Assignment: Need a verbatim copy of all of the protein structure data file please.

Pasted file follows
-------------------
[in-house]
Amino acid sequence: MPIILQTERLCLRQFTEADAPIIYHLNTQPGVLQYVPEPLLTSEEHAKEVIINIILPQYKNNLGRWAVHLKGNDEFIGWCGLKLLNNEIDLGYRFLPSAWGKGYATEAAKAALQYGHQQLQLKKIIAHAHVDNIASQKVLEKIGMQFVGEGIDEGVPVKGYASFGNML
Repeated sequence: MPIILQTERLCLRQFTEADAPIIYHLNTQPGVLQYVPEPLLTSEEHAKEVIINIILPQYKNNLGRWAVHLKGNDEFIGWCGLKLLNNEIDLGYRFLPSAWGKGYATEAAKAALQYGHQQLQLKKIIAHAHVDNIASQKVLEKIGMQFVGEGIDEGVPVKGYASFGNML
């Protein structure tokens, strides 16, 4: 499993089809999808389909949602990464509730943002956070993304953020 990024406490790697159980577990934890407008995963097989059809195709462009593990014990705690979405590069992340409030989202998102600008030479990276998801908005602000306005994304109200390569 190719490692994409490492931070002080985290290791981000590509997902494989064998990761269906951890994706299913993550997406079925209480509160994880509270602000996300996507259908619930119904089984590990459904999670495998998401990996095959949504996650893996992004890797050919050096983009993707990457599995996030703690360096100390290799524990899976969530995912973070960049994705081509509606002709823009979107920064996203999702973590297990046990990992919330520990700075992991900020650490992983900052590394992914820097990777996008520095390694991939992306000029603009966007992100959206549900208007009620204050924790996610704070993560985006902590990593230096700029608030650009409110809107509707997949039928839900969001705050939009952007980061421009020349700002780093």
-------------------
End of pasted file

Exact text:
[in-house]
Amino acid sequence: MPIILQTERLCLRQFTEADAPIIYHLNTQPGVLQYVPEPLLTSEEHAKEVIINIILPQYKNNLGRWAVHLKGNDEFIGWCGLKLLNNEIDLGYRFLPSAWGKGYATEAAKAALQYGHQQLQLKKIIAHAHVDNIASQKVLEKIGMQFVGEGIDEGVPVKGYASFGNML
Repeated sequence: MPIILQTERLCLRQFTEADAPIIYHLNTQPGVLQYVPEPLLTSEEHAKEVIINIILPQYKNNLGRWAVHLKGNDEFIGWCGLKLLNNEIDLGYRFLPSAWGKGYATEAAKAALQYGHQQLQLKKIIAHAHVDNIASQKVLEKIGMQFVGEGIDEGVPVKGYASFGNML
């Protein structure tokens, strides 16, 4: 499993089809999808389909949602990464509730943002956070993304953020 990024406490790697159980577990934890407008995963097989059809195709462009593990014990705690979405590069992340409030989202998102600008030479990276998801908005602000306005994304109200390569 190719490692994409490492931070002080985290290791981000590509997902494989064998990761269906951890994706299913993550997406079925209480509160994880509270602000996300996507259908619930119904089984590990459904999670495998998401990996095959949504996650893996992004890797050919050096983009993707990457599995996030703690360096100390290799524990899976969530995912973070960049994705081509509606002709823009979107920064996203999702973590297990046990990992919330520990700075992991900020650490992983900052590394992914820097990777996008520095390694991939992306000029603009966007992100959206549900208007009620204050924790996610704070993560985006902590990593230096700029608030650009409110809107509707997949039928839900969001705050939009952007980061421009020349700002780093």